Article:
KEILAR: Georgia was one of the first states that we saw that was actually reopening on April 24 --- 24th. This was three weeks ago. Tattoo parlors, gyms, even bowling alleys, they got the green lights to open their doors. If you take a look at the five-day averages, there is no spike so far. What do you think is going on there or does this speak to what you just said about how there is a delay and we really have a snapshot a week or two ago and we’ll still be waiting for accurate data.

LEE: Right, Brianna. I think it is a little too early to say with certainty that the reopening has been safe and successful. It’s encouraging certainly that we’re not seeing a big spike but we have to get a little more time behind us before we can say with more certainty. I do think one thing that has been good is that something that we are doing now that we are not doing weeks ago is that more people are doing masks….There was just a study done with researchers from Hong Kong and in Europe that showed….when you have 80 percent of the population wearing masks, you can cut the rate of community transmission down to a 12th to what would have been if no one is wearing masks.

To see the relevant CNN transcript from May 15, click “expand.”

CNN Newsroom
May 15, 2020
1:38 p.m. Eastern

[ON-SCREEN HEADLINE: Coronavirus Pandemic; New Cases Decline in 28 States as Most of U.S. Reopens]

BRIANNA KEILAR: At least 15 states are reopening today or entering a new phase all with guidance that people stay socially distanced. Delaware is allowing farmer markets to do business. In Hawaii, the beaches of Kauai are opening under a pilot program. In Montana, theatres, museums, and gyms can now open. In Oklahoma, non-essential travel can resume and in Virginia, it’s time for retail shops of places and worship to open their doors. CNN’s Tom Foreman is joining me now to talk about this and are the numbers of cases here of infections increasing as states open.

TOM FOREMAN: The number of absolute --- the absolutely number of infections. Yes, it’s going up across the country. Don’t forget that. What we’re talking about, though, are trend lines. That’s what these states are looking at. They’re saying, are we doing better than we were doing? And if so, we’re doing better enough that we can reopen. Take a look at this U.S. map. It will give you an idea of what the trend line is over the past week. And there is good science here. If you notice, there are only seven states that are in the light red to dark red area which shows that they’re really increasing. Everything else is either in that tan color – means it’s steady or one of the green colors means it’s dropping. Again, these are new cases.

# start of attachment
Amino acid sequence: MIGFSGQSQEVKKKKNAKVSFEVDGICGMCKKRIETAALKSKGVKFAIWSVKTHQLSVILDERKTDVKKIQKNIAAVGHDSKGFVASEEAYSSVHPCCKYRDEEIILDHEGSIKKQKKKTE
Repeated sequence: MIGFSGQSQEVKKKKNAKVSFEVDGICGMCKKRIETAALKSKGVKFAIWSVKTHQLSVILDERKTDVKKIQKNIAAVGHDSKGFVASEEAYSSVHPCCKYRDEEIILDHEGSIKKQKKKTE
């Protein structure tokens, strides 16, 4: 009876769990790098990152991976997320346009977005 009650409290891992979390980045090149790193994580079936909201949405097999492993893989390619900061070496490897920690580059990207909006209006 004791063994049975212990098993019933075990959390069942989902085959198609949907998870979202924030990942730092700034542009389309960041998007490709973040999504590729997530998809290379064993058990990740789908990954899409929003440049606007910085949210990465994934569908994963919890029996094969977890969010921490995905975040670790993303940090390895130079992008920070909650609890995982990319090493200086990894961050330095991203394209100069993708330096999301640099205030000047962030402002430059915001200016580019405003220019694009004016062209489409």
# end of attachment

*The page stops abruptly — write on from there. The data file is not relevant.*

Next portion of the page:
[ON-SCREEN HEADLINE: Coronavirus Pandemic; Rate of “Positive” Coronavirus Test Results Declining in U.S.]

So, you may have South Dakota up there in dark red. Montana has now become dark red there. If you look, it’s where Minnesota is now sort of evening out a little bit. Alabama, a little better than it was last week. But again, it’s all relative. If you look at New York and New Jersey, which are green right there, they still have whopping number of cases right now. Illinois is tan right now. It’s steady but really big numbers there. So, don't confuse of the idea that it is disappearing anywhere cause that’s not the case at all. Look at Texas, Brianna. Texas is interesting because on May 1st, they started reopening some of their businesses, thinking we have encouraging signs here and now if you look at their trend line, it’s also not going in a great way at the moment. This is the fear that so many people have about the reopenings you just mentioned. People pop the cork and say let's get back to business as usual and two weeks later, the number start looking really bad. Now that said, I don’t want to end this on a whole downer here. Do look at this. The percentage of new tests that are positive of the country right now. You can see a very steady march down here from March 30th. You see the percentage of new tests that are positive moving down. But the one caution I’ll say about this is this does look like good news and we hope it is good news. But do look at the word percentage with skepticism. You know, Brianna, as well as I that percentages can be confusing verses raw numbers.

KEILAR: Yeah.

FOREMAN: If I test 10 people this week and they all test positive, 100 percent. Next week if I test ten more and --- or I expand and I do 20 and I only get ten positive, it looks like I am 50% down and my percentage but I have just as many people sick. So, a lot of numbers to look at here. There is some encouraging news but I would not get too carried away about that now.